Wood Life Translation

Special Issue:  BACK  TO  BASICS
Bringing Nature Into Daily Life

Deep inside his heart, cherishing the teaching of Nature which he learned from the Native Americans, Tom Matsuda, a third generation Japanese American (Sansei), continues carving the statues of Buddha in a remote Japanese village.  When Japan was an agricultural country, people were not against Nature’s law and lived in harmony with Nature.  Not many people are aware that, despite the fact that (today) this is an economically giant country, there are quite a few people who choose to live, not just by going back to the age of things of Nature.  They are living in the present with the earth, pondering with anxiety the future of the World.  They are not typical farmers, but also include quite a number of former urban dwellers.  With the Southern Alps as its background, in an isolated lonely village.  The life style of one of them, Tom Matsuda (31 years old), reminds us of the revival of our lost rich spiritual happiness, despite being fortunate in achieving material wealth.  While living in a plain wood house eighty years or so old, built on a steep hillside, he cultivates the fields and carves Buddhas daily.  If one hears just as much, his life may sound like an apprentice’s pilgrimage at a struggling stage, but to the contrary, he seems only to be enjoying this with a song of happy melody.  Why?  Because, when he speaks about Buddha, his face shines with the happiest smile.

 Judging from his name, he is an American-Japanese born in the State of Connecticut, a third generation sansei.  He graduated from Art College, then continued to work on his art interests, mainly printmaking and painting in New York City in his twenties.  The meeting with Native Americans was the beginning of his coming to this remote village, not even known to ordinary Japanese.  In 1978, while visiting Boulder, Colorado, he met a Japanese from whom he learned of the Lakota Native Americans and thereby had an opportunity to meet them.  By chance he was able to participate in their “Sweat Lodge” ceremony.  Into a dome big enough to accommodate six or seven grown men and built of branches of Willow, they put red hot stones, pour water on the stones to produce hot steam, and with their bare bodies offer prayers and traditional songs to the Great Spirit and Mother Earth.  “I felt Nature”.  “I realized Human Beings are not strong”.  “Nature and Man are the same”.  “The interior of the Sweat Lodge is terribly hot, pitch dark, and while praying, you understand not with your head (thinking), but with your body”.  Slowly, slowly thus he spoke in Japanese.  “inside the Sweat Lodge it so hot, the suffering nearly makes one faint”.  This is similar to a ceremony which is conducted in Animism, when you reach beyond “thinking” you reach to the “Spirit”, and for the first time you experience bodily feeling.  Through this experience his life philosophy changed completely.  Thereafter he visited the State of Arizona, visiting the Navaho Tribe and Hopi Tribe, and then he spent a half year with the Navaho tribe.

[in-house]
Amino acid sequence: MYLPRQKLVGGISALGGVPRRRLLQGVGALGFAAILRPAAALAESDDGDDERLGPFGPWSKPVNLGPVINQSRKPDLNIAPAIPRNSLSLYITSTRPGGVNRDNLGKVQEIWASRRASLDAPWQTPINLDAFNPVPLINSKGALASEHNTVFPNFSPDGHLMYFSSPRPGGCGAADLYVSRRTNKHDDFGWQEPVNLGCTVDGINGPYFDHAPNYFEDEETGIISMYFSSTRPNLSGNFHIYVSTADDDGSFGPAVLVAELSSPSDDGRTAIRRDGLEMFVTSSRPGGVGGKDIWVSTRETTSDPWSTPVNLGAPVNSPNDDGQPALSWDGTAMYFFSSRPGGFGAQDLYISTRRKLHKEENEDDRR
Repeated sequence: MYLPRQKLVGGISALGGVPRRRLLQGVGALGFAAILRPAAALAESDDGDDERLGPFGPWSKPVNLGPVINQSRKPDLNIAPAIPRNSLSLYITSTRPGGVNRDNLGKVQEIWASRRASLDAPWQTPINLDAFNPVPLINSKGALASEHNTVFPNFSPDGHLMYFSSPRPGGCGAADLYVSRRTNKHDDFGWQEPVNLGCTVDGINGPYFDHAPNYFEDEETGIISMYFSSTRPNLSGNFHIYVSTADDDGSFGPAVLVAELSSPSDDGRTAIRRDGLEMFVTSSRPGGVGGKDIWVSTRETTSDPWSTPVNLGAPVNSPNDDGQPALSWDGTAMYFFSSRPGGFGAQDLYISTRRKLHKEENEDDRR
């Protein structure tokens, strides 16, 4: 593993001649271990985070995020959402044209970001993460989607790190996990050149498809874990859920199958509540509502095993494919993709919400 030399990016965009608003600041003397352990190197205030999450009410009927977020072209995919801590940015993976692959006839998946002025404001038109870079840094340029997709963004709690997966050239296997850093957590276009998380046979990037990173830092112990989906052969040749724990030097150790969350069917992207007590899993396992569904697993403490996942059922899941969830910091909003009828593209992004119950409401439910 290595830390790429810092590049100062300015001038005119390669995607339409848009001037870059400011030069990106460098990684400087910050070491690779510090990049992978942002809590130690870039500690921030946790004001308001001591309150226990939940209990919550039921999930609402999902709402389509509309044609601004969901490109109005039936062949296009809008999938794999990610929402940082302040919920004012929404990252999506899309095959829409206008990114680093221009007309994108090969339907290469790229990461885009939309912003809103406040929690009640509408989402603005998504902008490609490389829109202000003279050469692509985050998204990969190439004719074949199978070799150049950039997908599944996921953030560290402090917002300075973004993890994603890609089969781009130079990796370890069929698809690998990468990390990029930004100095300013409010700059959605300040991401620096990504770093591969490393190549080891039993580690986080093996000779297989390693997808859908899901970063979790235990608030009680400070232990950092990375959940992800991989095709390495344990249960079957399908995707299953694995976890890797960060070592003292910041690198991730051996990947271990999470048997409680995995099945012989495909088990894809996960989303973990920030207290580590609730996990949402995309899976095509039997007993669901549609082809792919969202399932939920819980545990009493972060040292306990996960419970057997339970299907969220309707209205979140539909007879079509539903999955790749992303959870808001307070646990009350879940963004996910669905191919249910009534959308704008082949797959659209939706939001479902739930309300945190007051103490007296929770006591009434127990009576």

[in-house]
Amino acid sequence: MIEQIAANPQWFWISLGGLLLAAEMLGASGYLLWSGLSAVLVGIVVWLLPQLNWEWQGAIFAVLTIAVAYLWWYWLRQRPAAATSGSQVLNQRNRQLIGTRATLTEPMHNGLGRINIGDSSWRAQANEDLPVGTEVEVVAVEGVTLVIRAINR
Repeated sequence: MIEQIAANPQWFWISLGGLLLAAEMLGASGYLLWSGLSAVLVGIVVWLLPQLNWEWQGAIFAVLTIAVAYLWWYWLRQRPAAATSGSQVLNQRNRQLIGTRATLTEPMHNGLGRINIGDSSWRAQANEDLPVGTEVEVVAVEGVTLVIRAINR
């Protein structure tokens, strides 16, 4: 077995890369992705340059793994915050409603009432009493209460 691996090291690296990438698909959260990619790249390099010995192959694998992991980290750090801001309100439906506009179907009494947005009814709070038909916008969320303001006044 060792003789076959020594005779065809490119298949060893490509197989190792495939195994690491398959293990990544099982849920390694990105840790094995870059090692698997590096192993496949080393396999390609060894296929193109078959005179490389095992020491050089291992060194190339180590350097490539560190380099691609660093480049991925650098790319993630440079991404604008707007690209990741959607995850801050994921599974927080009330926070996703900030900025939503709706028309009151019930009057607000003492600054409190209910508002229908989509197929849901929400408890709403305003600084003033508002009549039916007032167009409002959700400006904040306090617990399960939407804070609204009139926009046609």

He participated in the Peace March between Los Angeles and New York.  Then five years ago, he came to this remote village.  “Because my roots are in Japan” he said.  Actually he is an activist.  He prays for the country which experienced the Atom Bomb, and following the prophecy of the Hopi tribe he came to warn countries that posses the Atomic Bomb.  The carving of Buddha Statues seems part of his action which are his prayers.  It is very natural to him that he wants to live in this place.  In spite of being brought up in the American culture which is based on the value of materialism, after he learned from the Native Americans about reality and its soaring heights, no one can imagine he would ever go back to city life again.  From this humble mountain house, he will gaze at the world.